Asked 17th Apr, 2016

Why the specific fuel consumption gm/ of a specific diesel or gasoline engine is at its highest at small rpm then decrease then increase again?

attached performance curve of a 1300 cc EFI gasoline engine

Most recent answer

6th Jul, 2018
Libing Wang
North Carolina State University
I agree with Abhijit's answer.
Under low RPM, the efficiency of the engine is usually low, easy to imagine why the SFC is high here.
Under high RPM, the friction and inertia of the piston and rod becomes a major major factor here. So even though the total brake power might increase when RPM goes even higher, the SFC will increase by a lot.

All Answers (4)

21st Apr, 2016
Mario Hirz
Graz University of Technology
Specific fuel consumption in [g/kWh] is an indicator for the engine efficiency. In general, the effect mentioned in this question is larger for gasoline engines than for diesel engines, but is occurs for both technologies.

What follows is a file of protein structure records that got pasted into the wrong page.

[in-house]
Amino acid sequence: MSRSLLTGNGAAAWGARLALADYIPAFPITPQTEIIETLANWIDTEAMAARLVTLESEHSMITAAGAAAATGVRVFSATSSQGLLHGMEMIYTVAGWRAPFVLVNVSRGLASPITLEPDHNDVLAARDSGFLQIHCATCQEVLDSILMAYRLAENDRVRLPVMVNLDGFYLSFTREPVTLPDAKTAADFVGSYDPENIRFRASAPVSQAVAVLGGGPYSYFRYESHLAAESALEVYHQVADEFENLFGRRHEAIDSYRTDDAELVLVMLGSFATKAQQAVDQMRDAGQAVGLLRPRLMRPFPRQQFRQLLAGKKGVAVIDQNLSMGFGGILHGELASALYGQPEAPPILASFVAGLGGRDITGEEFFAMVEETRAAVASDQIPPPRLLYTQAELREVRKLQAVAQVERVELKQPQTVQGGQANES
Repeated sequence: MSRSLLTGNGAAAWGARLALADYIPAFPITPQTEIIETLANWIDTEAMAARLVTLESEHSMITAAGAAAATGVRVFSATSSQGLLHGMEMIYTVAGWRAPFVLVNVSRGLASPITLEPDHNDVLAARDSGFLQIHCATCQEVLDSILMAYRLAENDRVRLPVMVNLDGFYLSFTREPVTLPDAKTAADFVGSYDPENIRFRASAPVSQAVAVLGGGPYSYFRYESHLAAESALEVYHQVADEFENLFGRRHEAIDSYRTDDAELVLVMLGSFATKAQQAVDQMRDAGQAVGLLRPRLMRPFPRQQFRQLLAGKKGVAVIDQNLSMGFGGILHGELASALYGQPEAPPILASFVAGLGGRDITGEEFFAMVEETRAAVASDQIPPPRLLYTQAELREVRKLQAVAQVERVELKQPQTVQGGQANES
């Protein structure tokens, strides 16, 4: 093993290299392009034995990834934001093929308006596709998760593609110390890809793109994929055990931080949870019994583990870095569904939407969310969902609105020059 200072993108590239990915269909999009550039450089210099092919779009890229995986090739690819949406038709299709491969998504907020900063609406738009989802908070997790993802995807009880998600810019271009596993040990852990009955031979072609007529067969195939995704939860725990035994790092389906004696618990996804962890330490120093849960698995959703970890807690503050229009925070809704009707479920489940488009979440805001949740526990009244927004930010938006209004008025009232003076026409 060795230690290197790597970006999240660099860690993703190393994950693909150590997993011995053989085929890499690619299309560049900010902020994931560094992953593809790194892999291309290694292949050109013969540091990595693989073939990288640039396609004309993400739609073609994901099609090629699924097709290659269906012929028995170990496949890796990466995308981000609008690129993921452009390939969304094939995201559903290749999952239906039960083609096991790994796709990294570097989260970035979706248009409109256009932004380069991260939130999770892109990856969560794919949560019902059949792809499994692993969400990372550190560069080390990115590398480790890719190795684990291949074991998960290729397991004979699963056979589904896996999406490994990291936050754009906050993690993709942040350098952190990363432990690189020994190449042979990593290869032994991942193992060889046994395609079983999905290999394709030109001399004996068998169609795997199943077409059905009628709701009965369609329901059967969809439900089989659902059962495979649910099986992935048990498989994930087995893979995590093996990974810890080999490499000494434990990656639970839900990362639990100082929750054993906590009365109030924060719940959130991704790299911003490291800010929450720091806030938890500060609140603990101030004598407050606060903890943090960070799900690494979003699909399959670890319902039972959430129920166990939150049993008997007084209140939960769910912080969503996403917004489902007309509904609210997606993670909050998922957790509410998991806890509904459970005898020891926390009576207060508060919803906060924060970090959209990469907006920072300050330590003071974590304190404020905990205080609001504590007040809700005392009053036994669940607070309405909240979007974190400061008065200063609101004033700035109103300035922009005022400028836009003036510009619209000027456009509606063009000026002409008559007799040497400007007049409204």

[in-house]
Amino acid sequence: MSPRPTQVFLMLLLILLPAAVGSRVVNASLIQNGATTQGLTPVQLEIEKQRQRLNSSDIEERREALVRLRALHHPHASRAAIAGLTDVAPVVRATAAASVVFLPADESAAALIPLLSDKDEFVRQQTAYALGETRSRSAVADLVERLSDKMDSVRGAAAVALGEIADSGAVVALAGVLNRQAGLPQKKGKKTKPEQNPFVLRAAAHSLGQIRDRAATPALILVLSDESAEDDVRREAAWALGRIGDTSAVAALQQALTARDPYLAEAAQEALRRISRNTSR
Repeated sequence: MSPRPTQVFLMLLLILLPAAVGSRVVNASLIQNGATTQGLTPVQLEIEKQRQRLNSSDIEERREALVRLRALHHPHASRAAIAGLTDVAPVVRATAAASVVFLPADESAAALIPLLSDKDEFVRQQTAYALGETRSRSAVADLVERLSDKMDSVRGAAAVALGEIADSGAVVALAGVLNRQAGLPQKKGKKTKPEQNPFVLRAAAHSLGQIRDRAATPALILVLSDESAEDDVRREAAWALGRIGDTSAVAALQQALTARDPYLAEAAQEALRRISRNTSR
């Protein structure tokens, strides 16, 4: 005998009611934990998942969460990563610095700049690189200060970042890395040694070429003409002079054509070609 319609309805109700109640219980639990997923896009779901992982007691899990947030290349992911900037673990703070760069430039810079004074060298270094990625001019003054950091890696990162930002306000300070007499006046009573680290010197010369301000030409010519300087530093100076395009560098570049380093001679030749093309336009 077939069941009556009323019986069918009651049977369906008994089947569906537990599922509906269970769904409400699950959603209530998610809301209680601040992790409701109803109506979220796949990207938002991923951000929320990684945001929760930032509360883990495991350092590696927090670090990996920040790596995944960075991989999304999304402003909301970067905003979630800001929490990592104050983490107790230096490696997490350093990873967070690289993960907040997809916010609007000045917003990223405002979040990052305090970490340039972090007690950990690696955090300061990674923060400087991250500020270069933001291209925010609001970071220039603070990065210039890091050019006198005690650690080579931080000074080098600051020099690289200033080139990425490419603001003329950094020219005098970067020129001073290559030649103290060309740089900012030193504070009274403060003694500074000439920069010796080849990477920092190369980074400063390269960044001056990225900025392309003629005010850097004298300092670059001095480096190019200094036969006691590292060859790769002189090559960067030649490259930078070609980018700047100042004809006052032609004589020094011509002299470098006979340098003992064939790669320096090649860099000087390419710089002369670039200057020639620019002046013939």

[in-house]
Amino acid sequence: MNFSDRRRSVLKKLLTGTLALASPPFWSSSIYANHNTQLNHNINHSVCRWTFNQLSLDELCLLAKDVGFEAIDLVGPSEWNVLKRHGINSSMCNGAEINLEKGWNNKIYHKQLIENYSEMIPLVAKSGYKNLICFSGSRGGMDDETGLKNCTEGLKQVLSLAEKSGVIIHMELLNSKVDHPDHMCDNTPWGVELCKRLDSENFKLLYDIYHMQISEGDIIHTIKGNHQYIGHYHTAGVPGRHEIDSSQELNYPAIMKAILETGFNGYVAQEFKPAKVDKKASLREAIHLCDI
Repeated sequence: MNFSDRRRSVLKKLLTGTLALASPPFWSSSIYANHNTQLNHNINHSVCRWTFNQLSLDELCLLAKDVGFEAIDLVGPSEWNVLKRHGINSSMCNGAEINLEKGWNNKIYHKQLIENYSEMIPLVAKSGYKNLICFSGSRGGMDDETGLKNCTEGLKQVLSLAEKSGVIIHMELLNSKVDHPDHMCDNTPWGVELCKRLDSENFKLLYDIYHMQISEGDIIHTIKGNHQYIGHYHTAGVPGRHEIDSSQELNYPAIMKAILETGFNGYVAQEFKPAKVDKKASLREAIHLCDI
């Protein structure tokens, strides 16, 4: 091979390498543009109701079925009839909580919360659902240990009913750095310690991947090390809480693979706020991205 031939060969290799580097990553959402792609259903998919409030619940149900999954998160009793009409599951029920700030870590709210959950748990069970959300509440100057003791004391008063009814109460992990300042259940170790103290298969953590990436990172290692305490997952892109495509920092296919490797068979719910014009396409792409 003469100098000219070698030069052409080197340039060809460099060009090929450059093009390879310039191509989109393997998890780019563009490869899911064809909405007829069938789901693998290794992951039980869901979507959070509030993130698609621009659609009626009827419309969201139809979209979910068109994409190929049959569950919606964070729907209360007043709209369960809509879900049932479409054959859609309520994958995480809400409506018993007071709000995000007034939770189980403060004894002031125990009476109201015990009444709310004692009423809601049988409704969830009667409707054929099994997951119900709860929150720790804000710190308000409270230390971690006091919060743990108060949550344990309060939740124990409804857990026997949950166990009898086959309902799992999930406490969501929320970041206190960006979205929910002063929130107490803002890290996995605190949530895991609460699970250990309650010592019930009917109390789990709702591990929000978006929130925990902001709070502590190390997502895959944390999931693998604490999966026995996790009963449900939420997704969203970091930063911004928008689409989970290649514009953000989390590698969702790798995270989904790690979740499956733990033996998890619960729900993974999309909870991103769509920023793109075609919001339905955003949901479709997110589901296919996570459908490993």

In case of gasoline engines, the engine runs throttled at part load, which decreases the engine efficiency. These throtteling losses have a main impact on the efficiency behavior, besides other rpm- and load-point related effects, e.g. friction behavior, head transfer, combustion efficiency.
Diesel engines are not throttled by air flow (that means the intake air mass flow is not restricted by a throttle). In this way, diesel engines run with a certain air excess combustion in nearly all operating points. But the best efficiency point of diesel engines is also in the area of maximum torque (often a certain torque value below the maximum torque operation point). The reason are engine friction behavior, heat loss behavior and combustion -related effects.
For detailed research in engine efficiency behavior I recomment to study the loss distribution analysis of combustion engines. There is several literature available, e.g. Internal Combustion Engine Fundamentals by John B. Heywood.
Kind regards,
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